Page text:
Meet our tutors:

Matthew Camp
Matthew Camp is the founder and CEO of PrepSlam, LLC, the parent company of VocabSlam and VocabSlam Tutors.  Matt is a PhD candidate at Columbia University, studying Politics & Education.  He has taught SAT courses for Kaplan and Test Takers, Inc., and has held employment in higher education and public relations for more than 10 years.

Matt specializes in showing students the underlying patterns of standardized exams, building on their existing knowledge, and helping students manage time and stress. Matt received a MA in Public Policy from Rutgers University and double majored in political science and psychology at the University of Delaware.  He likes the Beach Boys and biking around New York City (with a helmet!).

Joshua Haimowitz
Joshua Haimowitz graduated Columbia University with an M.A. in Physics Education after graduating from Rutgers University with a B.S. in Evolutionary Anthropology and Physics. He has passionately pursued various interests within education for over seven years. These include experiences tutoring a variety of standardized tests, high school math and sciences, as well as instructing guitar, bass, and other musical instruments. In addition, he has spent time abroad, in Asia, teaching ESL (English as a Second Language) classes.

Joshua utilizes a goal-oriented approach to tutoring in which specific weaknesses must first be identified, and then targeted for improvement. Metacognitive habits and practices are encouraged using think-aloud strategies in order for the student to have awareness of their own approach to the problem or content. This fosters a keener perception of the tricks employed by the writers of the exam and ways for the student to avoid common pitfalls. A combined strategy of improvement in fundamental skills with an advanced understanding of the specific aspects of the test generates a very powerful and effective approach to score enhancement.

Nick Kurian 
Nicholas Kurian is studying economics, with a focus on education policy, at Columbia University. Nick has over 10 years experience with the SAT, GRE, GMAT, LSAT, SHSAT, and a wide variety of New York State Regents exams.  A Wesleyan University graduate, he served in the United States Peace Corps in French-speaking West Africa.  On his return, he worked for several test prep companies, both boutique and corporate, as a teacher, teacher trainer, and curriculum developer.  He taught a wide variety of students, from public schools to independent schools to Catholic schools, and a wide variety of ages, from middle school to mid-life crisis.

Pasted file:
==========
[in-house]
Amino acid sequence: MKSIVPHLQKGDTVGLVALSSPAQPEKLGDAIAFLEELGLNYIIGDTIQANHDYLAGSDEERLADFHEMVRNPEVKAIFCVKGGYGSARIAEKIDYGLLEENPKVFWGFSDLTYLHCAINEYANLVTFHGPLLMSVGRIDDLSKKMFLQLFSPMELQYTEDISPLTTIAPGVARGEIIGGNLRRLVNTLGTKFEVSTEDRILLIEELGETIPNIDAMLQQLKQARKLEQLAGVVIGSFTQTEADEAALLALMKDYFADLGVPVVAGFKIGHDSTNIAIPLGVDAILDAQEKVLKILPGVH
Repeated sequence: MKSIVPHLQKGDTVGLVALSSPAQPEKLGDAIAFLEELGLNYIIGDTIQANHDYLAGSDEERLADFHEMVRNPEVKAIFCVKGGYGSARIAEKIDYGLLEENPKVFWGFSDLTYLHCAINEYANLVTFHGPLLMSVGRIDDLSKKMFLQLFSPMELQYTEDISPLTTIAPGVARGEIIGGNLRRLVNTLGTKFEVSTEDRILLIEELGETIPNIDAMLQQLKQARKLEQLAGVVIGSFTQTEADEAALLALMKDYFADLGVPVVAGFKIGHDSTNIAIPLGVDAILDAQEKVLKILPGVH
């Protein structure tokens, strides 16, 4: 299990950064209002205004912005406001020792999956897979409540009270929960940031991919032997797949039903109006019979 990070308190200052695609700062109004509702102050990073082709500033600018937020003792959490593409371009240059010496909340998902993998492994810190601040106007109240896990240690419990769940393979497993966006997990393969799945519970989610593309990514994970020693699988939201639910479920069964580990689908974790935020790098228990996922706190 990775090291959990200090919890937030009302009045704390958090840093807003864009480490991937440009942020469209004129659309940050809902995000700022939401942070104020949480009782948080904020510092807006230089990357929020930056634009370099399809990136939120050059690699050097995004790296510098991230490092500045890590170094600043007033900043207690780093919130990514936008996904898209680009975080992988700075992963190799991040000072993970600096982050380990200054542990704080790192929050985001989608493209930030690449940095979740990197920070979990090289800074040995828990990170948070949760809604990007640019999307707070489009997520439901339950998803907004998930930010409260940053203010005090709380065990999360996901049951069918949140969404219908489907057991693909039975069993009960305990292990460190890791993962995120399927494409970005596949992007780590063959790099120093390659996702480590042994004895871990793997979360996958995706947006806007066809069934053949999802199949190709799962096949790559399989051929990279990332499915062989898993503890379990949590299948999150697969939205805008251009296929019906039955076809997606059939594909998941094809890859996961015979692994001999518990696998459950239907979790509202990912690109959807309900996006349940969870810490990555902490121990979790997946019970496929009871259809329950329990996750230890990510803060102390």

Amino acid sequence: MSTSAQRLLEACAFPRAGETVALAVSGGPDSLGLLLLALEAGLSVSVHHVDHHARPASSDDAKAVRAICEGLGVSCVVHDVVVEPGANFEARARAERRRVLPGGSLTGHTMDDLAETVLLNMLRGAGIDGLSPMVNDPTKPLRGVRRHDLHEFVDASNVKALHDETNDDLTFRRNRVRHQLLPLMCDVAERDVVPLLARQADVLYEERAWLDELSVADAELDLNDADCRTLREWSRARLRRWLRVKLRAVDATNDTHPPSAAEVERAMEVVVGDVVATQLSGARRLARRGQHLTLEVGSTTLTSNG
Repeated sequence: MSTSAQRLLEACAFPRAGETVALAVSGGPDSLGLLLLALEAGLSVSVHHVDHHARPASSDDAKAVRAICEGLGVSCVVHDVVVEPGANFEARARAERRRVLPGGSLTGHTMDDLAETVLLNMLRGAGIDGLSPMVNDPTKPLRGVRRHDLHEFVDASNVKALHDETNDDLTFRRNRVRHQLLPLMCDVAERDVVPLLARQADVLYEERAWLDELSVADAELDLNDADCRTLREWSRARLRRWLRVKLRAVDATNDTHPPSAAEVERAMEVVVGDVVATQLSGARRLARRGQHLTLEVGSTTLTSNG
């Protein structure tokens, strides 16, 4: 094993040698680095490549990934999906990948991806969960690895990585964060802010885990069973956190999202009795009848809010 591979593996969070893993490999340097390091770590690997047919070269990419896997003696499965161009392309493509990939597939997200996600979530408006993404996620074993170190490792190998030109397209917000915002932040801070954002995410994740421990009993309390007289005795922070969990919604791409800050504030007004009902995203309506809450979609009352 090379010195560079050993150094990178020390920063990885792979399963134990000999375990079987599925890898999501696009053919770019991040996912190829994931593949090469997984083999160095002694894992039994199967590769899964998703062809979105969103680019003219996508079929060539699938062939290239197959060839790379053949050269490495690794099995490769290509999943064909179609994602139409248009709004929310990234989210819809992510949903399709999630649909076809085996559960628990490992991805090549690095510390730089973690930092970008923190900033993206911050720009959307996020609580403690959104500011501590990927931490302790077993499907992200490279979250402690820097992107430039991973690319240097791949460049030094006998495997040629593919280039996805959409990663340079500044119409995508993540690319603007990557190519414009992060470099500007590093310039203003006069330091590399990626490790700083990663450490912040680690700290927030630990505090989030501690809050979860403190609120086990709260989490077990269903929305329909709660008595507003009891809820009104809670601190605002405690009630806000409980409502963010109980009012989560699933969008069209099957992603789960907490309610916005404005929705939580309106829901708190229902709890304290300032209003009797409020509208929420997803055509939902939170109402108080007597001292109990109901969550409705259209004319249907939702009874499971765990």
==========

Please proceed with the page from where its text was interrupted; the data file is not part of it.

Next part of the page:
He spent a three years teaching World History and AP Statistics at the Bronx Aerospace Academy.  After, he founded his own business, Kurian Consulting, and has written an SAT course aimed at the public high schools: The SAT Genius.  Also aimed at the public high schools and middle schools is a course, From Rebel to Ruler, which gets students ready for college and careers. He is using a tweaked version of the course to structure the peer mentoring programs of Mercy College and BMCC.  Nick enjoys drawing, reading, and working out.  He is the head trainer at MovNat NYC, which aims to get people to work out in nature by crawling, climbing trees, lifting rocks, carrying logs, bounding down trails, and being generally crazy.  He has run 4 marathons.

Joseph Luesse 
Joe Luesse is the Evaluation and Assessment Manager for Harlem RBI and DREAM Charter School. He received a Master’s degree in Education from Teachers College, Columbia University, and previously taught high school English for 10 years in Los Angeles, Chicago, and Detroit.  He likes to get down to Krautrock and Alice Coltrane.

Monday, April 22, 2013

Taking Control of YOUR Vocabulary: Music Edition

By Dan Altano

If you’re like me, you learn best when you can relate to the subject you're studying. Sure, we can cram for a test and then regurgitate answers the next morning for a decent grade, but when it comes to truly retaining something new, we like things to be in contexts that make sense to our lives. That’s why it can be challenging for us to learn difficult vocabulary from a flashcard with no examples, or perhaps worse, from boring examples that don't relate to everyday life.
That’s where VocabSlam comes in. Think of it like an Etch-A-Sketch for vocabulary. We supply you with the knobs (the word and definition), but how you design your sentence is entirely up to you. 
One thing we noticed from the plethora of sentence examples submitted by VocabSlam users over the past several months is how often people combine difficult vocabulary with what they already know, resulting in clever and memorable sentences.

VocabSlam and Music  

In the second installment of this three-part blog about taking control of your vocabulary (read part 1 here), we feature VocabSlam user submissions that merge music with vocabulary. Columbia University Professor Christopher Emdin has done this with science education to great success, and studies show how such a combination has proved successful. Check out how VocabSlammers use their voices and their instruments to etch the meanings of difficult vocabulary words into their brains.